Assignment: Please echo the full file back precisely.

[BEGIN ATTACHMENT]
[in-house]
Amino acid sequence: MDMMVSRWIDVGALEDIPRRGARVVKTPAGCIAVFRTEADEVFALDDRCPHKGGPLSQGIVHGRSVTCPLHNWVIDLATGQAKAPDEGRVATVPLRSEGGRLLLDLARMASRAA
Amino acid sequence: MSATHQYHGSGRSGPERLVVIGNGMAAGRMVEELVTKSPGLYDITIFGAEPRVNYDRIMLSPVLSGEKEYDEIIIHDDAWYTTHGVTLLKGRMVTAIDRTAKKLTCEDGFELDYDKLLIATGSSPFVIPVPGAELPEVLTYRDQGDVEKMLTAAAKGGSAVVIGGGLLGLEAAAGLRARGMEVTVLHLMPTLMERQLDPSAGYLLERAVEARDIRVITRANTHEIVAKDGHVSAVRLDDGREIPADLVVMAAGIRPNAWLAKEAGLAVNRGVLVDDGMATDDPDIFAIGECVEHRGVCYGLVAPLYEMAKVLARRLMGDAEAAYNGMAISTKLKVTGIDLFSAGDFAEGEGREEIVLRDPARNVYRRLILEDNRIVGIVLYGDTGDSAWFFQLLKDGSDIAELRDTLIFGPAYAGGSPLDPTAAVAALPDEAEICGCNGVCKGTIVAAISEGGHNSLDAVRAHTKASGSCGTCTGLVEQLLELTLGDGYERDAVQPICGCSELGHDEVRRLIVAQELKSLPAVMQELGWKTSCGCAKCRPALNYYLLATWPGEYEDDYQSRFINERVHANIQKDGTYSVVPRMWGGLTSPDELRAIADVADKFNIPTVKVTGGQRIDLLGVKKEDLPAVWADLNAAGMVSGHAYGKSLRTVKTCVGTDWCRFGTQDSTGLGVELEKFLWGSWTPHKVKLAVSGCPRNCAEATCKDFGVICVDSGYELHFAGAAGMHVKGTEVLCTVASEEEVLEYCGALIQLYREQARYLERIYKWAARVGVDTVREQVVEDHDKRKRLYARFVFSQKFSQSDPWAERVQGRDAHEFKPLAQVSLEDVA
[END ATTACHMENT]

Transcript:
[in-house]
Amino acid sequence: MDMMVSRWIDVGALEDIPRRGARVVKTPAGCIAVFRTEADEVFALDDRCPHKGGPLSQGIVHGRSVTCPLHNWVIDLATGQAKAPDEGRVATVPLRSEGGRLLLDLARMASRAA
Amino acid sequence: MSATHQYHGSGRSGPERLVVIGNGMAAGRMVEELVTKSPGLYDITIFGAEPRVNYDRIMLSPVLSGEKEYDEIIIHDDAWYTTHGVTLLKGRMVTAIDRTAKKLTCEDGFELDYDKLLIATGSSPFVIPVPGAELPEVLTYRDQGDVEKMLTAAAKGGSAVVIGGGLLGLEAAAGLRARGMEVTVLHLMPTLMERQLDPSAGYLLERAVEARDIRVITRANTHEIVAKDGHVSAVRLDDGREIPADLVVMAAGIRPNAWLAKEAGLAVNRGVLVDDGMATDDPDIFAIGECVEHRGVCYGLVAPLYEMAKVLARRLMGDAEAAYNGMAISTKLKVTGIDLFSAGDFAEGEGREEIVLRDPARNVYRRLILEDNRIVGIVLYGDTGDSAWFFQLLKDGSDIAELRDTLIFGPAYAGGSPLDPTAAVAALPDEAEICGCNGVCKGTIVAAISEGGHNSLDAVRAHTKASGSCGTCTGLVEQLLELTLGDGYERDAVQPICGCSELGHDEVRRLIVAQELKSLPAVMQELGWKTSCGCAKCRPALNYYLLATWPGEYEDDYQSRFINERVHANIQKDGTYSVVPRMWGGLTSPDELRAIADVADKFNIPTVKVTGGQRIDLLGVKKEDLPAVWADLNAAGMVSGHAYGKSLRTVKTCVGTDWCRFGTQDSTGLGVELEKFLWGSWTPHKVKLAVSGCPRNCAEATCKDFGVICVDSGYELHFAGAAGMHVKGTEVLCTVASEEEVLEYCGALIQLYREQARYLERIYKWAARVGVDTVREQVVEDHDKRKRLYARFVFSQKFSQSDPWAERVQGRDAHEFKPLAQVSLEDVA